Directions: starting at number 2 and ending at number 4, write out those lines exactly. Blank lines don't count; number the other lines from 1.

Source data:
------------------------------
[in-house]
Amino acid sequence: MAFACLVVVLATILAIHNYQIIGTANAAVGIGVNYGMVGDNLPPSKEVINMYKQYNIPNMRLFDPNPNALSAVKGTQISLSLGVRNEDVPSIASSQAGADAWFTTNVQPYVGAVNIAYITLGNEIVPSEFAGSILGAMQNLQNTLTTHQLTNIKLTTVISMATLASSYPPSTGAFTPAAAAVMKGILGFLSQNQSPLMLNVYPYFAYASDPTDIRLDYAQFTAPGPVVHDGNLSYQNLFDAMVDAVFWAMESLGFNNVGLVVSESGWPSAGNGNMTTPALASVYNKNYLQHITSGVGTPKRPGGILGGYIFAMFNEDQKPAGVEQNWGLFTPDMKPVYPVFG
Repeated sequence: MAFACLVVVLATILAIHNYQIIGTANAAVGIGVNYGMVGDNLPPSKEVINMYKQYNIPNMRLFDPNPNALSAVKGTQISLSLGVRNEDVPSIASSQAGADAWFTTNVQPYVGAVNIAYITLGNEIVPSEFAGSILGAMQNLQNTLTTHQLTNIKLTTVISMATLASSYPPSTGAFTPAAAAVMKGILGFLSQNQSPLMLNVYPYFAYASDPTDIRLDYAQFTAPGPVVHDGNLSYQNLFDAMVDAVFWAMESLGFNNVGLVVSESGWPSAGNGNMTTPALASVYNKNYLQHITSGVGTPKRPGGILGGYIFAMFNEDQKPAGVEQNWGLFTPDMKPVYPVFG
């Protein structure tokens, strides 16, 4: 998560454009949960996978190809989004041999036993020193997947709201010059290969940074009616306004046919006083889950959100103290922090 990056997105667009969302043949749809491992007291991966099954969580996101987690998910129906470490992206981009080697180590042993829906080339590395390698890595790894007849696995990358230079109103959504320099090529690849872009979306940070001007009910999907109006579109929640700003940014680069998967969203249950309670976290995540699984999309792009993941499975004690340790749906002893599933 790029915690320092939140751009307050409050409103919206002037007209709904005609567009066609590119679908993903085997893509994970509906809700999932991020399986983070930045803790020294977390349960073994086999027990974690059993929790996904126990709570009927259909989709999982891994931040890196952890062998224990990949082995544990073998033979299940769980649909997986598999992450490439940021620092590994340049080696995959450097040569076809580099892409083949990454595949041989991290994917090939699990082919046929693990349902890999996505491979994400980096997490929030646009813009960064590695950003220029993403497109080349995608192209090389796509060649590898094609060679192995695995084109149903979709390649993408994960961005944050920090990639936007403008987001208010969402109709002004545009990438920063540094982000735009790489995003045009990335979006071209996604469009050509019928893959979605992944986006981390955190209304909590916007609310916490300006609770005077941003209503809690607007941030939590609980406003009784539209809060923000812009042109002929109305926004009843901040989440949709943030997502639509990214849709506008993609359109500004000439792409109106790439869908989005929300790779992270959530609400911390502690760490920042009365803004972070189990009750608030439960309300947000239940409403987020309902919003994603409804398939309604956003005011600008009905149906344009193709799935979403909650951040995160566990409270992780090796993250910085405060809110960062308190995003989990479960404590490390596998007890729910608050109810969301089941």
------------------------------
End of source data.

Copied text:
Amino acid sequence: MAFACLVVVLATILAIHNYQIIGTANAAVGIGVNYGMVGDNLPPSKEVINMYKQYNIPNMRLFDPNPNALSAVKGTQISLSLGVRNEDVPSIASSQAGADAWFTTNVQPYVGAVNIAYITLGNEIVPSEFAGSILGAMQNLQNTLTTHQLTNIKLTTVISMATLASSYPPSTGAFTPAAAAVMKGILGFLSQNQSPLMLNVYPYFAYASDPTDIRLDYAQFTAPGPVVHDGNLSYQNLFDAMVDAVFWAMESLGFNNVGLVVSESGWPSAGNGNMTTPALASVYNKNYLQHITSGVGTPKRPGGILGGYIFAMFNEDQKPAGVEQNWGLFTPDMKPVYPVFG
Repeated sequence: MAFACLVVVLATILAIHNYQIIGTANAAVGIGVNYGMVGDNLPPSKEVINMYKQYNIPNMRLFDPNPNALSAVKGTQISLSLGVRNEDVPSIASSQAGADAWFTTNVQPYVGAVNIAYITLGNEIVPSEFAGSILGAMQNLQNTLTTHQLTNIKLTTVISMATLASSYPPSTGAFTPAAAAVMKGILGFLSQNQSPLMLNVYPYFAYASDPTDIRLDYAQFTAPGPVVHDGNLSYQNLFDAMVDAVFWAMESLGFNNVGLVVSESGWPSAGNGNMTTPALASVYNKNYLQHITSGVGTPKRPGGILGGYIFAMFNEDQKPAGVEQNWGLFTPDMKPVYPVFG
């Protein structure tokens, strides 16, 4: 998560454009949960996978190809989004041999036993020193997947709201010059290969940074009616306004046919006083889950959100103290922090 990056997105667009969302043949749809491992007291991966099954969580996101987690998910129906470490992206981009080697180590042993829906080339590395390698890595790894007849696995990358230079109103959504320099090529690849872009979306940070001007009910999907109006579109929640700003940014680069998967969203249950309670976290995540699984999309792009993941499975004690340790749906002893599933 790029915690320092939140751009307050409050409103919206002037007209709904005609567009066609590119679908993903085997893509994970509906809700999932991020399986983070930045803790020294977390349960073994086999027990974690059993929790996904126990709570009927259909989709999982891994931040890196952890062998224990990949082995544990073998033979299940769980649909997986598999992450490439940021620092590994340049080696995959450097040569076809580099892409083949990454595949041989991290994917090939699990082919046929693990349902890999996505491979994400980096997490929030646009813009960064590695950003220029993403497109080349995608192209090389796509060649590898094609060679192995695995084109149903979709390649993408994960961005944050920090990639936007403008987001208010969402109709002004545009990438920063540094982000735009790489995003045009990335979006071209996604469009050509019928893959979605992944986006981390955190209304909590916007609310916490300006609770005077941003209503809690607007941030939590609980406003009784539209809060923000812009042109002929109305926004009843901040989440949709943030997502639509990214849709506008993609359109500004000439792409109106790439869908989005929300790779992270959530609400911390502690760490920042009365803004972070189990009750608030439960309300947000239940409403987020309902919003994603409804398939309604956003005011600008009905149906344009193709799935979403909650951040995160566990409270992780090796993250910085405060809110960062308190995003989990479960404590490390596998007890729910608050109810969301089941």